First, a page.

CBO Report Shows Return of Trillion-Dollar Deficits
Trillion-dollar deficits are coming back in 2025. That's one of the many stories told by the new budget update released today by the Congressional Budget Office. The deficit, which had fallen to a post-recession low of $483 billion (2.8 percent of GDP) last year, is projected to fall slightly more this year to $468 billion (2.6 percent of GDP), but increase to reach $1.09 trillion (4.0 percent of GDP) by 2025.
Debt will also grow substantially in nominal dollars, from $13 trillion today to $21.6 trillion by 2025. As a percent of GDP, debt will remain stable near its current post-war record of around 74 percent of GDP through 2020, but then it too will start rising quickly, reaching nearly 79 percent of GDP by 2025 and continuing to grow thereafter. As CBO explains, this continuing long-term growth would not be sustainable:
Such large and growing federal debt would have serious negative consequences, including increasing federal spending for interest payments; restraining economic growth in the long term; giving policymakers less flexibility to respond to unexpected challenges; and eventually heightening the risk of a fiscal crisis.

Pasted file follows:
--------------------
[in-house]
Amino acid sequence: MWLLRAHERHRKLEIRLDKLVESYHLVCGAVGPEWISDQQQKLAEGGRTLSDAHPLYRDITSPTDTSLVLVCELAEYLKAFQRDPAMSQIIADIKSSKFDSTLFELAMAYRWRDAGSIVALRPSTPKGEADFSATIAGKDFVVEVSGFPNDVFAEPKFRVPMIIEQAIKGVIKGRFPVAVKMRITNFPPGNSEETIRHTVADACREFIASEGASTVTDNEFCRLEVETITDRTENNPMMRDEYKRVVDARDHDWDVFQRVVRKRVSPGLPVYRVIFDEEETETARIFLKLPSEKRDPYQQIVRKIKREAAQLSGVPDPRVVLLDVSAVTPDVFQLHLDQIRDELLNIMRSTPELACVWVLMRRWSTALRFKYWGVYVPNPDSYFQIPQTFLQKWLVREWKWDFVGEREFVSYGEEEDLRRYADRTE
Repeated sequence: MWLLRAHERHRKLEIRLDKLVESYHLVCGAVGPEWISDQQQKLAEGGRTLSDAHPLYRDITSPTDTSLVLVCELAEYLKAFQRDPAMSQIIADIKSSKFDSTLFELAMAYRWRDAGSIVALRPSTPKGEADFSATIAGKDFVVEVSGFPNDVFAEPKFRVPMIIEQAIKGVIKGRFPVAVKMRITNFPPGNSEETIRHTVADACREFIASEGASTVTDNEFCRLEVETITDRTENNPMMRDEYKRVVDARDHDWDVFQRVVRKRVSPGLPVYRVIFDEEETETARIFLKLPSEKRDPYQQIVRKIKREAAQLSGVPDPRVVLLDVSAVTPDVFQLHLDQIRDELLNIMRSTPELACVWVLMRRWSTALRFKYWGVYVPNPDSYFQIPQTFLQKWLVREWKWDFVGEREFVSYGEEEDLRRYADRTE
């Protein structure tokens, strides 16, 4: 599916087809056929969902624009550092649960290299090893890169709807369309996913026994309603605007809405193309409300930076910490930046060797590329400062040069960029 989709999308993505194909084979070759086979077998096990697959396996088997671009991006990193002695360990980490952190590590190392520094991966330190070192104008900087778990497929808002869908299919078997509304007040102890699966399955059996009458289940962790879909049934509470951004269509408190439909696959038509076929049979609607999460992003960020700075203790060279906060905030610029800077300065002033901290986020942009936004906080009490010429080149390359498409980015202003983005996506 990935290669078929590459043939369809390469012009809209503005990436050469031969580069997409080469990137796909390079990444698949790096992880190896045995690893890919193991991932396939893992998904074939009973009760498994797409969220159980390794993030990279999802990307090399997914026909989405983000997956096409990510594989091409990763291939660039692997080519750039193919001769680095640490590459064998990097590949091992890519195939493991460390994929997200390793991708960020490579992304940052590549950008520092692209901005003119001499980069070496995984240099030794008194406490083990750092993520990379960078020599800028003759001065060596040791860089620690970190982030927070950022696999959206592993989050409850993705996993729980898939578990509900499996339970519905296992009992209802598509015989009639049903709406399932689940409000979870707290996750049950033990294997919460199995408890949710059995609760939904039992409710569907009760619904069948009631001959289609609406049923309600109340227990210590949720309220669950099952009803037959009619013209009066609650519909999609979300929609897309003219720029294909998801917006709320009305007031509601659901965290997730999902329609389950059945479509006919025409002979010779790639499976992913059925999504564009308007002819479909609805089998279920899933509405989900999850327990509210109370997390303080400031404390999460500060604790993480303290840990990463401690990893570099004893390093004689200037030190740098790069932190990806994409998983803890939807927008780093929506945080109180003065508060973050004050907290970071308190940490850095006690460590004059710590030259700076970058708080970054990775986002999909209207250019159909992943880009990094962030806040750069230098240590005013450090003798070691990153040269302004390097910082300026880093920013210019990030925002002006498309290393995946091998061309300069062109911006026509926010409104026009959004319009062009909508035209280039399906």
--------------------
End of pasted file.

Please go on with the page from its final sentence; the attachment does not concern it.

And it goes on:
CBO projects deficits will rise over the next decade as the gulf grows between spending and revenue. Spending will increase from 20.3 percent of GDP in 2015 to 22.3 percent by 2025. Meanwhile, revenue will stay largely flat at around 18 percent of GDP for the ten-year period, reaching 18.3 percent of GDP in 2025. Both of these 2025 totals, but especially spending levels, are above the 50-year historical averages of 20.1 percent and 17.4 percent of GDP for spending and revenue, respectively.
In addition to updating their budget forecast, CBO has also updated its economic projections, revising economic growth downward in 2015 and 2016. This change may be due to the fact that CBO’s estimates are based on data available in early December 2014. More recent data not captured in the report, suggest stronger-than-expected GDP growth in the second half of 2014. Therefore, a future CBO revision may amend economic projections upward. Compared to the previous August baseline, CBO predicts lower unemployment in the near term and reduced interest rates throughout the ten-year period.
CRFB will be publishing a full analysis of CBO’s report later today, but the key message is clear. The long-term debt picture remains unsustainable, and the recent trend of falling deficits will soon reverse.
Lawmakers must act to prevent the significant rise in debt that these projections show, and the sooner they begin to do so, the better. At the very least, lawmakers should not make the situation worse by abiding by pay-as-you-go rules for any new legislation they pass and responsibly addressing the six Fiscal Speed Bumps that will force lawmakers to act this year.
We'll be publishing a more complete analysis later today. Click here to read the CBO report.